I'm writing this in February of 2009. Current technology is gigabit ethernet, which is probably the same capacity you plug it into. Your network interface controller (NIC) allows your computer to connect to the physical cable and communicate with the network. If you have a laptop it almost certainly has a network port you can connect to the network. Network administration is a vast and variable field. Some networks only allow connections by known systems, or have other restrictions. We are not going to cover those issues here. It's assumed the typical permissive network found in business or homes is used.

Your NIC plugs into a wire with four twisted pairs of wires, and from there to a switch, possibly with a wall jack and premises wiring in between. Since premise wiring is just simple copper connections that extend the wires we'll ignore them here.

Until your NIC has a physical connection to another device and they've worked out between them out to communicate, you're not "on the network".

Your NIC or your switch or both might only be capable of 100 million bits per second (100Mbps, or fast ethernet). You might be connected directly to another PC's network card directly, which is "technically" a network, but we won't discussed this odd case. Whether you need normal cable, called a "patch" or "straightthrough" cable, or a special cable that reverses the send and receive signals called a "crossover" cable depends on a number of factors. Most NICs and switches these days have a feature called "Auto MDI-X" that straightens out these issues. Switches and network cards can also discover between them which speed each supports and automatically use this speed. The only trap here is that the cable standards for modern networking are very strict. If both the sender and receiver are capable of faster communication than the wire between them, they will suffer a horrible connection. If this happens to you, throw out the old cable and get a new one. They're cheap.

Almost all computers these days come with at least one gigabit ethernet port, but they're not all the same. A high end ethernet controller is a microcomputer in itself and handles almost all aspects of the communication. Built in controllers often use the processor to calculate the checksum and for various other things, and system memory to hold the packets during processing. Built in controllers are getting better these days though and processors are powerful enough to handle this so you don't have to worry about that too much unless your needs are pretty extreme - and then you wouldn't be reading this anyway.

Now look: gigabit isn't currently the top of the networking food chain. It's not even close. Unlike other IT infrastructure, networking usually progresses by 10s. The previous generation was 100 million bits per second. The current standard is 1 billion bits per second, or 1 gigabit. 10 gigabit ethernet is now widely available, and 100 gigabit is in development. There are bizarre unrelated networking protocols like Infiniband. You don't need to worry about that right now. Today gigabit ethernet is where it's at, and it's more than enough for most of the stuff you want to do if you're my target audience.

The link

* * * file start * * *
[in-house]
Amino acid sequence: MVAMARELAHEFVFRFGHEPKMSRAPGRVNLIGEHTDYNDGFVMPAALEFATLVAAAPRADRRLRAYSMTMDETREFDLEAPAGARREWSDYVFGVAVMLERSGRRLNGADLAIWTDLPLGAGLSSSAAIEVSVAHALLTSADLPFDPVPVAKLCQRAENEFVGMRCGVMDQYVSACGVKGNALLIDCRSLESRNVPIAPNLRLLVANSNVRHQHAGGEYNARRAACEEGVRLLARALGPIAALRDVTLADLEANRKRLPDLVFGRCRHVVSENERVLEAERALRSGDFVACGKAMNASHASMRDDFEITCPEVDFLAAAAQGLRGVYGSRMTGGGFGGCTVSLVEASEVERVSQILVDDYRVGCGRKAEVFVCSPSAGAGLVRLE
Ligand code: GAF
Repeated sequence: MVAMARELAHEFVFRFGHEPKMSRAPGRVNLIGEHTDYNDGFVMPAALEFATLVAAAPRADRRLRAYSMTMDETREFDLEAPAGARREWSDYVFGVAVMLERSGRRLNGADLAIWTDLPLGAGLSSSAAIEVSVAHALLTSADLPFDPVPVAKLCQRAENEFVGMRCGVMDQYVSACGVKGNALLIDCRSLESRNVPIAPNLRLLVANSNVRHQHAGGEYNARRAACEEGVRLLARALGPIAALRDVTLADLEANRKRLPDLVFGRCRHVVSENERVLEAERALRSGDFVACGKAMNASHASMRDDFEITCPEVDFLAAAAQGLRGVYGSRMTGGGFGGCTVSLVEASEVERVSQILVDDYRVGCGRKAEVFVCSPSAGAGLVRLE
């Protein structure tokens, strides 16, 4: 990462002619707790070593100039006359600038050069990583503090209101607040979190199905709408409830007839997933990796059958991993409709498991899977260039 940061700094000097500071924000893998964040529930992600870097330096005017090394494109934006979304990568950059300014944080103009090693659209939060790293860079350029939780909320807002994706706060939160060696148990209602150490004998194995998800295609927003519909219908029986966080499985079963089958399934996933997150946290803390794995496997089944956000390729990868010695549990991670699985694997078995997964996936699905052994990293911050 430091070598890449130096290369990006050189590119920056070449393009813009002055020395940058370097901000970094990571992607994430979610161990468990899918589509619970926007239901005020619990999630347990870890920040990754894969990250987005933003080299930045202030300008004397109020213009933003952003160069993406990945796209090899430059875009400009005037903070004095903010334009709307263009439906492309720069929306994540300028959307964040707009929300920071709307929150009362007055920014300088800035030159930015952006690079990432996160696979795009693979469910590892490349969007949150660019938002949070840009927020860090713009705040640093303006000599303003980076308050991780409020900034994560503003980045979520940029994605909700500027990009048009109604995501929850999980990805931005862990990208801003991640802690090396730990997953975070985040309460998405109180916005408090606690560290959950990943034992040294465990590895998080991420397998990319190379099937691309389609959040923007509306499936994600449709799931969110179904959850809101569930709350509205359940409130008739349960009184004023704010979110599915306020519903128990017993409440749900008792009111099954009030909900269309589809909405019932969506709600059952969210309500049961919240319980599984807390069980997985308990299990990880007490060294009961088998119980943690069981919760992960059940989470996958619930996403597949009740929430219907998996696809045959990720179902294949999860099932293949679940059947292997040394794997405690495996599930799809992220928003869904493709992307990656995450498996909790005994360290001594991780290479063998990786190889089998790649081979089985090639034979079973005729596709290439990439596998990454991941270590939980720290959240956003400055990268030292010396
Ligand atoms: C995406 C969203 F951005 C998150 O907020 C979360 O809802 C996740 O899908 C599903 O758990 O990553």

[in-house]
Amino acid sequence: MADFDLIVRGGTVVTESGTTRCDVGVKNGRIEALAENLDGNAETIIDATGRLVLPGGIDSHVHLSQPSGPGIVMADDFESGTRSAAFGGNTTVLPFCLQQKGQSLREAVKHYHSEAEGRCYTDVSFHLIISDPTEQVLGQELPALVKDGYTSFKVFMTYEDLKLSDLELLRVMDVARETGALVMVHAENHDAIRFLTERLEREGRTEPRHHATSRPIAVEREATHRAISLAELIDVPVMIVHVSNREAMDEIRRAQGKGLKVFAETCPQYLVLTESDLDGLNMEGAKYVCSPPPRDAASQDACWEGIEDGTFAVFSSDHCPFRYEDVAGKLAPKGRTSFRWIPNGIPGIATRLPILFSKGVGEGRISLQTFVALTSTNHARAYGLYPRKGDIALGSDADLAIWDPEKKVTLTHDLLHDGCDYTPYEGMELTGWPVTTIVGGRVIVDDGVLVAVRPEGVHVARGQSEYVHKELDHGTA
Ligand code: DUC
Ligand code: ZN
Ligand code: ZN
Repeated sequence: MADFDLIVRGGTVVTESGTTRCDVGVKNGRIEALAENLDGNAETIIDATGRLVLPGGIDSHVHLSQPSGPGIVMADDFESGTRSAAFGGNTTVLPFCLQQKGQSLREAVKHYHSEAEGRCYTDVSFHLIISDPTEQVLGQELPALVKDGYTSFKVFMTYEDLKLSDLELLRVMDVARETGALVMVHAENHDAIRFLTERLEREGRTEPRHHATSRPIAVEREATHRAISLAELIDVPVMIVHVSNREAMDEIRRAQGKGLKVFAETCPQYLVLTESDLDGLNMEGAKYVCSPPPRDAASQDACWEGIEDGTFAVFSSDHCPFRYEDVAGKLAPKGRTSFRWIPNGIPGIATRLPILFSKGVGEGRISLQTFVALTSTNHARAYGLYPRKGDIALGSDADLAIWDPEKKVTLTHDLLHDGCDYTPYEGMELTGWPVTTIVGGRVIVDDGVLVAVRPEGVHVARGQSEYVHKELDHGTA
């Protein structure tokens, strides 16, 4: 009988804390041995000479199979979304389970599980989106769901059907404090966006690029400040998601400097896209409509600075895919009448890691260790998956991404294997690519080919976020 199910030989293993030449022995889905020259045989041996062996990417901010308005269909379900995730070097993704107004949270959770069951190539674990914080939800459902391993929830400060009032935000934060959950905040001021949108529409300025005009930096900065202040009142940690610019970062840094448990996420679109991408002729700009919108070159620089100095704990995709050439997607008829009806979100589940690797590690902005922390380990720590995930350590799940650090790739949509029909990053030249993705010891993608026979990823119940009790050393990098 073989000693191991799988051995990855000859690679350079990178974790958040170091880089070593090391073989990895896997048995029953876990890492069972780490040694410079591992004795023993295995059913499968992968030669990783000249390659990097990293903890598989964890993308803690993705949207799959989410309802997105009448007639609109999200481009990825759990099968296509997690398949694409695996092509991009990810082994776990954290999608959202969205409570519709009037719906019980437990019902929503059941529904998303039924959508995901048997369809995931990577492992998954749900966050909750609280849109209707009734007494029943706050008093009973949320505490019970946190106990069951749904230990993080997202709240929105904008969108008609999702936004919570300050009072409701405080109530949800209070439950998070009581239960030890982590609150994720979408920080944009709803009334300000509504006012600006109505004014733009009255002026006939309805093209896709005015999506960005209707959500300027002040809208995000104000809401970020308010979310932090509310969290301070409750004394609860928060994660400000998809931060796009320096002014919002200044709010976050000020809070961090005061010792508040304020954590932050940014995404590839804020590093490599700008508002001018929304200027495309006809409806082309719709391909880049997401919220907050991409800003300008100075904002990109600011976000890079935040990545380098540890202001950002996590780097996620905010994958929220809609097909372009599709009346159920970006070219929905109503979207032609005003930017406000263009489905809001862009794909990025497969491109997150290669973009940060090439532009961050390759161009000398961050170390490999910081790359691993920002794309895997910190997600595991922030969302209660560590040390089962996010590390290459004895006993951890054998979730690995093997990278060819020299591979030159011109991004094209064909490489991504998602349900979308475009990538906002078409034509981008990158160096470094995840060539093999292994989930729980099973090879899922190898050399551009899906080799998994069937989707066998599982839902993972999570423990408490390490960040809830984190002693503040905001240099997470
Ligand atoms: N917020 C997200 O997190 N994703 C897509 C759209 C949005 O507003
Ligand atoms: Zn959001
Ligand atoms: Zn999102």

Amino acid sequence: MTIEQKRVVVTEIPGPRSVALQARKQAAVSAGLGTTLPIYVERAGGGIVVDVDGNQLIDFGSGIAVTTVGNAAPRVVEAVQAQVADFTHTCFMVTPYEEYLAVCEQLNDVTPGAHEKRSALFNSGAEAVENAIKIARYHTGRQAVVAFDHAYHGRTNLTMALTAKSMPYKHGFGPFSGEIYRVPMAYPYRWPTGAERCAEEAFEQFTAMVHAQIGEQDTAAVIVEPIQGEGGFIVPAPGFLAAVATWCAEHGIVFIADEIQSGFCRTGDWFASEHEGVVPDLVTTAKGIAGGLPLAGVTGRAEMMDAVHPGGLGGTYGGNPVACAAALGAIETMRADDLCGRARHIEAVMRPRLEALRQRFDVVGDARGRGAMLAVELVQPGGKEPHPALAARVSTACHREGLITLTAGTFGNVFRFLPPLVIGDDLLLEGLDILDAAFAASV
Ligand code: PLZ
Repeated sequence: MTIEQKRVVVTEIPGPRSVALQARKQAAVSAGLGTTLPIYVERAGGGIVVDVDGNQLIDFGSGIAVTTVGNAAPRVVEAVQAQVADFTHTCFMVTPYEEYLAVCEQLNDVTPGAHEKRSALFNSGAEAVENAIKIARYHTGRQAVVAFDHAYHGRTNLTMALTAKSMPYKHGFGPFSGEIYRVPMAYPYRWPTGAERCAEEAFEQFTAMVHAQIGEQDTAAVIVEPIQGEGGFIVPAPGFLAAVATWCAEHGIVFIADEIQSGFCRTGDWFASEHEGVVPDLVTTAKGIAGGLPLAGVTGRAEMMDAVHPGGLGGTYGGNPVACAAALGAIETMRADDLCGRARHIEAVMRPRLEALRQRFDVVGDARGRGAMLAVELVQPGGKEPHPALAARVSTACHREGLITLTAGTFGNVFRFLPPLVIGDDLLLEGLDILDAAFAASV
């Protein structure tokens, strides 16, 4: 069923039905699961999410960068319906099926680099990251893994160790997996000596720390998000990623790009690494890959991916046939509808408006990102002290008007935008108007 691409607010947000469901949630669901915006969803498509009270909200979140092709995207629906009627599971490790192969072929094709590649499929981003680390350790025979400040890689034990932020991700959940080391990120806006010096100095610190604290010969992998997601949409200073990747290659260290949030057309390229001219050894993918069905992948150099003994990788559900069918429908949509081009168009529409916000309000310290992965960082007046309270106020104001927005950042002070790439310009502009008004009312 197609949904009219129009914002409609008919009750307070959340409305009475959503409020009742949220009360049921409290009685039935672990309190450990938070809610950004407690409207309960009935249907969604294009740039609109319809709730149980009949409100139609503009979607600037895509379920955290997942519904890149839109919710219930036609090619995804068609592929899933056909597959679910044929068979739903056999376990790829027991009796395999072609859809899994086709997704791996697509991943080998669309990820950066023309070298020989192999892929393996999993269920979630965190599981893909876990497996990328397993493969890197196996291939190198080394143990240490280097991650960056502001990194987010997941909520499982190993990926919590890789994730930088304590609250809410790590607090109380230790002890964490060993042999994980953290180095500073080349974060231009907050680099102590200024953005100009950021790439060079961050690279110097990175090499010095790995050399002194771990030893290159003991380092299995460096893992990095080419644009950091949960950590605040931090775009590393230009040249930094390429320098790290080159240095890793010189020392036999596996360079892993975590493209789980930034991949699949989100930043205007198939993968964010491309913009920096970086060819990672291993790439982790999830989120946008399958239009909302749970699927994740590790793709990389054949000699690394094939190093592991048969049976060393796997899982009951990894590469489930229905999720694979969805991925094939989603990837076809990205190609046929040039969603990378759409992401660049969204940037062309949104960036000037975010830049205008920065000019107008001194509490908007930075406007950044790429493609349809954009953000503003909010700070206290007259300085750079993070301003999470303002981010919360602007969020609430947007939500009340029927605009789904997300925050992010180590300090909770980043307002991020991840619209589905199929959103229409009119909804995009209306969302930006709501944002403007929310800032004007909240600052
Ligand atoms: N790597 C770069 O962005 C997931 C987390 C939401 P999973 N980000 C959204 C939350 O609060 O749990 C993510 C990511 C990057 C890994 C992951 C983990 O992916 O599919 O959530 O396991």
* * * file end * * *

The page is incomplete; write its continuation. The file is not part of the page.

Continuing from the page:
The link is shorthand for the successfully connected physical medium that data passes over.

The Hub, extender
These devices are historical oddities. If you find one, throw it away and replace it with a switch. If you don't know what these are, don't worry. You don't need to know about this. You don't want to try it.

The switch
Although some people are trying to get this named a "network bridge" its common name is "switch". This is the key piece of equipment we'll be talking about. Switches come in many varieties and capabilities and can cost more than a half million dollars on the high end or less than 50 dollars on the low. Some switches are capable of performing "routing" at OSI model layer 3, but we won't discuss this here - we'll only consider layer 2 switching, which all switches use. The switch receives the packet from your NIC. If the NIC in the destination address is directly connected to the switch, the switch forwards it out directly to that NIC only. If the destination address isn't directly connected then a couple of things can happen. If the switch has a layer 2 routing facility like "Spanning Tree Protocol" and is connected to a similarly equipped switch, then it can know which port on the switch to forward the packet through and send it through that. Otherwise the switch forwards the packet out all of its ports except the one it was received on, or drops it depending on the switch configuration.

Managed switch

An unmanaged switch doesn't do QOS. It doesn't do VLANs. It probably doesn't do spanning tree. It doesn't have storable and recoverable configurations. Since managed switches start at under $200 for an 8 port gigabit switch these days, get a managed switch unless you know why you don't need one.

Earlier we discussed the 802.11q part of the packet header. In addition to QOS this field has 12 bits to designate the "virtual local area network". When both ends of a link are capable of 802.11q, and are configured to use it, up to 1024 VLANs are possible. In practice not all switches are capable of using any, and some only support a limited number. In most cases only servers access more than one VLAN on a single link.